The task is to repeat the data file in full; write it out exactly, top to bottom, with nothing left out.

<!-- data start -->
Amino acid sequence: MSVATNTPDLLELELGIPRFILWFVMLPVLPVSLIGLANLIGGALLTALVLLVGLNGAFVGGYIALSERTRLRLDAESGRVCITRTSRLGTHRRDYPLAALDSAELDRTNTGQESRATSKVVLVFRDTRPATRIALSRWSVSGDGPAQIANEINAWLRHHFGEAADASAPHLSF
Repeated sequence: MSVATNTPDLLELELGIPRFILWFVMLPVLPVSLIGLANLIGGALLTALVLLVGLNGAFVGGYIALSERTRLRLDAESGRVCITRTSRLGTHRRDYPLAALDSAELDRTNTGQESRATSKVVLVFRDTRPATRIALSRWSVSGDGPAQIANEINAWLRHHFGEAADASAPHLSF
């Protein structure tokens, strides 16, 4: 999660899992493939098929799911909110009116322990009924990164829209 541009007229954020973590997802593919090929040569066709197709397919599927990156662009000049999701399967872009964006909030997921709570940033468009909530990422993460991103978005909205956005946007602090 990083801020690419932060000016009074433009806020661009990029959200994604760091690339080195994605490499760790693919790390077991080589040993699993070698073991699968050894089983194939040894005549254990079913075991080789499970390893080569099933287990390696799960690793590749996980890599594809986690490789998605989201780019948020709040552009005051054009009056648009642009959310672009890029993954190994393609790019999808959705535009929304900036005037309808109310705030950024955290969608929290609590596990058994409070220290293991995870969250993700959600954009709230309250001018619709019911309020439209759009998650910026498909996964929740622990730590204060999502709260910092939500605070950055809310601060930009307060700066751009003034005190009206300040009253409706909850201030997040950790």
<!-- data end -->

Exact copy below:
Amino acid sequence: MSVATNTPDLLELELGIPRFILWFVMLPVLPVSLIGLANLIGGALLTALVLLVGLNGAFVGGYIALSERTRLRLDAESGRVCITRTSRLGTHRRDYPLAALDSAELDRTNTGQESRATSKVVLVFRDTRPATRIALSRWSVSGDGPAQIANEINAWLRHHFGEAADASAPHLSF
Repeated sequence: MSVATNTPDLLELELGIPRFILWFVMLPVLPVSLIGLANLIGGALLTALVLLVGLNGAFVGGYIALSERTRLRLDAESGRVCITRTSRLGTHRRDYPLAALDSAELDRTNTGQESRATSKVVLVFRDTRPATRIALSRWSVSGDGPAQIANEINAWLRHHFGEAADASAPHLSF
């Protein structure tokens, strides 16, 4: 999660899992493939098929799911909110009116322990009924990164829209 541009007229954020973590997802593919090929040569066709197709397919599927990156662009000049999701399967872009964006909030997921709570940033468009909530990422993460991103978005909205956005946007602090 990083801020690419932060000016009074433009806020661009990029959200994604760091690339080195994605490499760790693919790390077991080589040993699993070698073991699968050894089983194939040894005549254990079913075991080789499970390893080569099933287990390696799960690793590749996980890599594809986690490789998605989201780019948020709040552009005051054009009056648009642009959310672009890029993954190994393609790019999808959705535009929304900036005037309808109310705030950024955290969608929290609590596990058994409070220290293991995870969250993700959600954009709230309250001018619709019911309020439209759009998650910026498909996964929740622990730590204060999502709260910092939500605070950055809310601060930009307060700066751009003034005190009206300040009253409706909850201030997040950790």